Saturday, January 20, 2007

Nick Hornby and Water for Elephants

5. Water for Elephants, Sara Gruen. Fiction, 1-17, p. 331

Like the proverbial cavalry, Nick Hornby’s unexpected arrival has saved the day.

Hornby is, of course, the writer of eminently readable novels that generate eminently watchable films (High Fidelity, About A Boy).

He is also the author of a regularly appearing column in Believer magazine about the books he’s bought and the books he’s reading. I’m not especially a fan of Believer. With the exception of Hornby’s work, the content has not caught my fancy. Hornby's column is of great interest because, perversely, I love to read about reading. A year or two ago, Hornby’s Believer columns were collected into a book, The Polysyllabic Spree. It was delightful. Now there’s a second collection, Housekeeping vs. The Dirt. It’s equally delightful.

And this is where Hornby’s timely arrival has saved the day. In his introduction to Housekeeping vs. The Dirt Hornby argues that reading should be fun. “One of the problems, it seems to me, is that we have got it into our heads that books should be hard work, and that unless they’re hard work, they’re not doing us any good.”

Not so, argues Hornby, who knows – as all devoted readers do – that we read for many reasons and one of those reasons is for pleasure. Reading brings enjoyment. Which means that if you’re reading The Da Vinci Code or Don Quixote, the newest Justice Society of America comic or a history of the Lincoln Administration, it doesn’t matter just so you're entertained. But if it’s a slog why read it? “Please, please,” writes Hornby, “put it down . . . Start something else.”

Which is brings me to Sara Gruen’s Water for Elephants. Jacob Jankowski is about to graduate from Cornell’s veterinary school when his parents are killed in an auto accident. In his grief, Jacob flees Cornell only to finds himself part of the Benzini Brothers Most Spectacular Show on Earth, where he is enlisted to care for the animals.

Water for Elephants is, of course, a love story. Jacob falls for a lovely young entertainer, who happens to be married to Jacob’s psychotic boss. But there’s more here than love between boy and girl. There’s also love between boy and elephant, and girl and elephant too.

Let’s return to Hornby’s thesis. Water for Elephant is fun. It’s a hugely enjoyable read. Gruen satisfies my two primary requirements for any book – to inform and to entertain. In the author’s notes, Gruen said she developed the idea for her novel after reading a Chicago Tribune article on a photographer who followed circuses around in the 1920s and 1930s. She immediately immersed her self in researching traveling circuses of the Depression era.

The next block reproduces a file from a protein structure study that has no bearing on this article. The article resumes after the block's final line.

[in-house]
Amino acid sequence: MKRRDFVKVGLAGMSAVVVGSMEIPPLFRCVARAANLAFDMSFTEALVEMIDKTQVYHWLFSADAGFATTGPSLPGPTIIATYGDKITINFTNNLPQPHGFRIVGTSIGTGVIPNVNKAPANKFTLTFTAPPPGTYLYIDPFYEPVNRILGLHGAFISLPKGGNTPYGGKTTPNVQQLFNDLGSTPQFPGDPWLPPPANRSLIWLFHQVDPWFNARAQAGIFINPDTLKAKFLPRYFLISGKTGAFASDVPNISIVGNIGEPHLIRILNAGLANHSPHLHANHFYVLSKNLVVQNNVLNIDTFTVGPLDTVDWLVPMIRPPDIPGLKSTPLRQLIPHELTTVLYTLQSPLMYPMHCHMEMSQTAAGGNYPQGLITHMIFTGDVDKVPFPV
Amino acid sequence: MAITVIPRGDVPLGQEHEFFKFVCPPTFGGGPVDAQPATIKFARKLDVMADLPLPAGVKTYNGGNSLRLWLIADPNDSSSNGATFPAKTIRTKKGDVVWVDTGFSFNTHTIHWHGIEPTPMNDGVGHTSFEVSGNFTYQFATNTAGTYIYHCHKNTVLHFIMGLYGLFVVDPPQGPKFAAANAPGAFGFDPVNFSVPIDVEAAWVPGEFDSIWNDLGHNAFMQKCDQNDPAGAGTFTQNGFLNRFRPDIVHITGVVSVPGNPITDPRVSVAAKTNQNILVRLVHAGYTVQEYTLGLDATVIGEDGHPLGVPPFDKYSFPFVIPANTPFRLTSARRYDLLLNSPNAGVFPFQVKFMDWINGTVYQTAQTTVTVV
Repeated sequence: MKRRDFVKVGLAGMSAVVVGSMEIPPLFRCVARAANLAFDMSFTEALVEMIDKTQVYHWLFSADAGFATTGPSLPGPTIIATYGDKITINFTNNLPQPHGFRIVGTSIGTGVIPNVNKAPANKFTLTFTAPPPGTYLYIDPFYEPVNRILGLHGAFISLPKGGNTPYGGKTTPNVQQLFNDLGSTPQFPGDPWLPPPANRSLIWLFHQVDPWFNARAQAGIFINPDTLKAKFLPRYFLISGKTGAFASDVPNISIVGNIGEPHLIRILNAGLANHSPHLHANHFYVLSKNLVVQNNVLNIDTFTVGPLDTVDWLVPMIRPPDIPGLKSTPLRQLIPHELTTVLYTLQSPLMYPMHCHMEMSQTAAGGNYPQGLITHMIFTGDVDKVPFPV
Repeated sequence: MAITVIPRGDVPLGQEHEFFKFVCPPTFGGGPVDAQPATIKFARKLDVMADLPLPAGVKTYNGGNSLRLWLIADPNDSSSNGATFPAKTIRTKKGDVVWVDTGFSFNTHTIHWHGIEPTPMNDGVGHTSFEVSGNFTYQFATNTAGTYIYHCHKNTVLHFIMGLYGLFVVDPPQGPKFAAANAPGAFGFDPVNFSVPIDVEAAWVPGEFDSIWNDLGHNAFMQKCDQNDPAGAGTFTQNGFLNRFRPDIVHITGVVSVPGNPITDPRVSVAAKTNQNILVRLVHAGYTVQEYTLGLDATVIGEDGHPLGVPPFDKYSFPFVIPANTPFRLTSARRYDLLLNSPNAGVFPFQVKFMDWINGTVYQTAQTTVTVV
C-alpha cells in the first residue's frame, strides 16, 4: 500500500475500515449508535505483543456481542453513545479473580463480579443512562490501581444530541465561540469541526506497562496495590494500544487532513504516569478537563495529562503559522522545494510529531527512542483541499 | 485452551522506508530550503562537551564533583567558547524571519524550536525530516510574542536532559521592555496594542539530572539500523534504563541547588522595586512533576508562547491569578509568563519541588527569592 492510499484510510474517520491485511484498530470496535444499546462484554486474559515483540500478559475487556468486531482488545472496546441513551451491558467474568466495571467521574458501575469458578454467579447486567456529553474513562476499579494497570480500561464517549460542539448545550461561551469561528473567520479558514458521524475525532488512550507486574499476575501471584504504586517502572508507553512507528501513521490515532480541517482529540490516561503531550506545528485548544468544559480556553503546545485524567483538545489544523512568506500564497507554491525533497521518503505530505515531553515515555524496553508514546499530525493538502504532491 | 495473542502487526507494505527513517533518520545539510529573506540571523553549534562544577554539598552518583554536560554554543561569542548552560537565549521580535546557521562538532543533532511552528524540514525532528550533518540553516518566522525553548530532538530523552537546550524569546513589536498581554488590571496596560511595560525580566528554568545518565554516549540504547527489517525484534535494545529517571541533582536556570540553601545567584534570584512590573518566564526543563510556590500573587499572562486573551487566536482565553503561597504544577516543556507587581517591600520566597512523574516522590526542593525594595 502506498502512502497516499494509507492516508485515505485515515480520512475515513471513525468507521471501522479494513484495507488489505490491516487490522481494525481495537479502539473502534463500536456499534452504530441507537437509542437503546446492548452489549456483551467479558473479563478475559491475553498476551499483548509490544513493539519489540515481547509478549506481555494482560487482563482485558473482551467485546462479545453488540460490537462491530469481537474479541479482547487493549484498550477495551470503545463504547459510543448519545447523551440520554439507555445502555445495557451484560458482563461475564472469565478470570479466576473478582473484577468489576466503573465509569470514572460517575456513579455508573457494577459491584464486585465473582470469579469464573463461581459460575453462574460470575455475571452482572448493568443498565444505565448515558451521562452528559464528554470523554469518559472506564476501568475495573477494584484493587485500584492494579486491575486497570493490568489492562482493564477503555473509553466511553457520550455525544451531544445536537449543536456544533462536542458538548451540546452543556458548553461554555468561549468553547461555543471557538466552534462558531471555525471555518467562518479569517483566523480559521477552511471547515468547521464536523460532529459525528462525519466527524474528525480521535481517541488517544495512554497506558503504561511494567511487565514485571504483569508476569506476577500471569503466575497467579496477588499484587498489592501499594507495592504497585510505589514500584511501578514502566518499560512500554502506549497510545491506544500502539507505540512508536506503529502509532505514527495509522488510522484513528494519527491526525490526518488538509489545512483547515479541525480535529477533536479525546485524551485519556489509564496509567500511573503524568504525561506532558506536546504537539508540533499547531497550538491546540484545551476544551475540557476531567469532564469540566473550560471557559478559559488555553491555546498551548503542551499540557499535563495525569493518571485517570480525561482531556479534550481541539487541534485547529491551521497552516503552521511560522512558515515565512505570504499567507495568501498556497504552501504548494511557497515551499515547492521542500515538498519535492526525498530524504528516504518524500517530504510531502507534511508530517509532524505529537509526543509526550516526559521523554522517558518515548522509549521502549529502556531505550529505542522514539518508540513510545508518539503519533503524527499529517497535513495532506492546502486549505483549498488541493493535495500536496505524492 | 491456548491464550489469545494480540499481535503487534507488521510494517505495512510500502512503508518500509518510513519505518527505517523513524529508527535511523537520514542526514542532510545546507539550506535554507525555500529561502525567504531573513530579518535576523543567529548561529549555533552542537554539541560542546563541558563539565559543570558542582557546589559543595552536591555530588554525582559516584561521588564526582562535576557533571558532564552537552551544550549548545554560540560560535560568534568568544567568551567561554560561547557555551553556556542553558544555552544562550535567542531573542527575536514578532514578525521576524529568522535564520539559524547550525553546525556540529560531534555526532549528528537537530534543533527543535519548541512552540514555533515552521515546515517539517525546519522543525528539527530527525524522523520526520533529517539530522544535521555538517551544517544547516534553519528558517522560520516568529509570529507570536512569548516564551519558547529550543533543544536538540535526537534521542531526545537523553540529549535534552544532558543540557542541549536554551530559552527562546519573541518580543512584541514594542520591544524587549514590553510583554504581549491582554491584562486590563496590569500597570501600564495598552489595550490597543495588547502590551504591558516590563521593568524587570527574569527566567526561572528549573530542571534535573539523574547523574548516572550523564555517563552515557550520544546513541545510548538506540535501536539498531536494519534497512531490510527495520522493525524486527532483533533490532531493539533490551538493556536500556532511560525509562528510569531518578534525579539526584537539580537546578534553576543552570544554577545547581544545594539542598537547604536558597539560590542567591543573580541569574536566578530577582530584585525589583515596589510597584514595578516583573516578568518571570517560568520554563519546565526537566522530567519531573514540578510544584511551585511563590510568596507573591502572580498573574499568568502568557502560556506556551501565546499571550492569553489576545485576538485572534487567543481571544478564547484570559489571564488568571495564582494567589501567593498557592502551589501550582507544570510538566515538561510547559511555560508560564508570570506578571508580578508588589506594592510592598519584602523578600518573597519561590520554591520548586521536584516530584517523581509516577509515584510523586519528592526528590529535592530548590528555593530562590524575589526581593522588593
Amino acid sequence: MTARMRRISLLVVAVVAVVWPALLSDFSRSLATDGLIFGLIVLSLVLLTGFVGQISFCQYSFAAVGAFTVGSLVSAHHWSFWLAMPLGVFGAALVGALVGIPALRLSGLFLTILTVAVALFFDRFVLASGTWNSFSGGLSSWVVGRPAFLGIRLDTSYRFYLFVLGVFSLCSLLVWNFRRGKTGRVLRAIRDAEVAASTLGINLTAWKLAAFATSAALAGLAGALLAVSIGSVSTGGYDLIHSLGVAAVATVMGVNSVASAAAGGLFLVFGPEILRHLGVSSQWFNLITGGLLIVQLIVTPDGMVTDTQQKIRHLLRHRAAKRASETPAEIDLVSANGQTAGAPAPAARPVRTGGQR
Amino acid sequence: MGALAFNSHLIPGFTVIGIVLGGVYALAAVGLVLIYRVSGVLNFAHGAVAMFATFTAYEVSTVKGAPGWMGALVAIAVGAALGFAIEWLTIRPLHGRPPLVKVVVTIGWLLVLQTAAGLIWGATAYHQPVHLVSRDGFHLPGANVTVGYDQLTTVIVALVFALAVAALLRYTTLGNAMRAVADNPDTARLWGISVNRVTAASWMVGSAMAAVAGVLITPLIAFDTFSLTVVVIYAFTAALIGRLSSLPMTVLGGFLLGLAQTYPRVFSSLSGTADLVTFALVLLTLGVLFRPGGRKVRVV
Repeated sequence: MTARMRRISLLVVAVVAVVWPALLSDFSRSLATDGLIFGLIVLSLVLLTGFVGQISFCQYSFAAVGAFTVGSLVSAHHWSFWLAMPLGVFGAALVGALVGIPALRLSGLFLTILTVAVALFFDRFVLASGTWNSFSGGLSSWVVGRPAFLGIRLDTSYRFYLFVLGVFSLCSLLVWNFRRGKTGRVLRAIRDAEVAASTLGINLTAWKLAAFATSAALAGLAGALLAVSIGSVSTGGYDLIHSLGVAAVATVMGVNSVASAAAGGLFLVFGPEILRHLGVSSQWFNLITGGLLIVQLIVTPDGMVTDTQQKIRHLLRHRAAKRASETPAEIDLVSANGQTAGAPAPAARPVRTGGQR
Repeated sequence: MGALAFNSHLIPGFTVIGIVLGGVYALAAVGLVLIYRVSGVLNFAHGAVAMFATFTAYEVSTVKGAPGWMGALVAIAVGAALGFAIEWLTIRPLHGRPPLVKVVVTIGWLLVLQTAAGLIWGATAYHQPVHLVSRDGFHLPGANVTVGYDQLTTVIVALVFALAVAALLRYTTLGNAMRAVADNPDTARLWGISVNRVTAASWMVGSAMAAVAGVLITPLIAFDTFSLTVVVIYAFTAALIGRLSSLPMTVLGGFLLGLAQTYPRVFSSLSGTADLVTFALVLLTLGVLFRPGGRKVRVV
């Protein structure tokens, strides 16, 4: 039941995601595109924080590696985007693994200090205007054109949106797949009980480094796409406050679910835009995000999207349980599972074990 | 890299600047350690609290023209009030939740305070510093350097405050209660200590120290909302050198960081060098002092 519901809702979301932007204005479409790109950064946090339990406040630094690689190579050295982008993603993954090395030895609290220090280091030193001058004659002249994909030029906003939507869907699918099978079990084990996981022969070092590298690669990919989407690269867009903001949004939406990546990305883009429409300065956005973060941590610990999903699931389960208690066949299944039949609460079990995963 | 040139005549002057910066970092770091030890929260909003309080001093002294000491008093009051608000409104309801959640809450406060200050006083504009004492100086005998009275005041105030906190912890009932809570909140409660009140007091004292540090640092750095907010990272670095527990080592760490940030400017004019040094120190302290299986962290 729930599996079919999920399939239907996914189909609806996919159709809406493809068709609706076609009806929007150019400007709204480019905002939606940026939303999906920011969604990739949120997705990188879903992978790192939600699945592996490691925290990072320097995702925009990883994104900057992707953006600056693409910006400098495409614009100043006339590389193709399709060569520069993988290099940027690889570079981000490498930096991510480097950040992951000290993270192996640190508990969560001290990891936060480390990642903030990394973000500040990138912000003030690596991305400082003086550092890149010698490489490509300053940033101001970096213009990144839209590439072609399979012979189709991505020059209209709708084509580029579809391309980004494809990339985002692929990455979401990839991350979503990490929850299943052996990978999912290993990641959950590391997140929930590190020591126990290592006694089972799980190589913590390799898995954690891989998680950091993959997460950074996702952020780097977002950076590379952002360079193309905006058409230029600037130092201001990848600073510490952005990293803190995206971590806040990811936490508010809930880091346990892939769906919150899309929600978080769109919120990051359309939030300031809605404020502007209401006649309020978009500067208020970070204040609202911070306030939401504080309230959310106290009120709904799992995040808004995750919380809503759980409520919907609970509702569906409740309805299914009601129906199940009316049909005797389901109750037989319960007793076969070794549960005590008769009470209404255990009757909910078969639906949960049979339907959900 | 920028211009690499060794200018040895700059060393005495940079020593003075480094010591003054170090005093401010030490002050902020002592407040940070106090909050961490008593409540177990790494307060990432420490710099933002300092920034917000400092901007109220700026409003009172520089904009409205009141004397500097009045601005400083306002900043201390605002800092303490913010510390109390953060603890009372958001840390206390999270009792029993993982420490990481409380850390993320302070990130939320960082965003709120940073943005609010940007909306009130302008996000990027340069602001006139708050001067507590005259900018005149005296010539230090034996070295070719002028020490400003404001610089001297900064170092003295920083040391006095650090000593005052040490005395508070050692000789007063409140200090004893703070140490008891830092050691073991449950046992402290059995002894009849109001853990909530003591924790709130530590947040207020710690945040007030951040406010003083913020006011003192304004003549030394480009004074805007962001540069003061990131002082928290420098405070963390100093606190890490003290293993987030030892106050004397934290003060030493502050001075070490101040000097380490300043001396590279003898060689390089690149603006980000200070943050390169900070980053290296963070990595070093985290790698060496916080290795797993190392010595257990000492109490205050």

As a result, we learn a great deal about how traveling circuses operated, the training of elephants and much more. Gruen, in effect, pulls back the canvas of the tent to reveal the workings behind the circus mystique. And let me be clear nothing here is didactic, tedious or slow. Nothing interferes with the story Gruen tells.

I read a review of Water for Elephant in the New York Times. The reviewer got a little snarky, especially about the quality of Gruen’s prose. I don’t see it. Instead, I think it goes to Hornby’s point that we think books need to be hard to be good for us. Water for Elephant is not a hard read. It is an easy read. An enjoyable read. A good read.

After putting down Water for Elephant I picked up Charles Frazier’s Thirteen Moons. I am able to complete Peter D. Kramer’s biography of Sigmund Freud. I’ve also got just a few pages to go in Hornby’s Housekeeping vs. The Dirt and I am also almost finished with the most recent The New Yorker.

1 comment:

  1. I'm glad you think that Water For Elephants was a good read; I just checked it out today. Along with that, I like books that do the simple job of entertaining! Do you know any books like it that I may be interested in?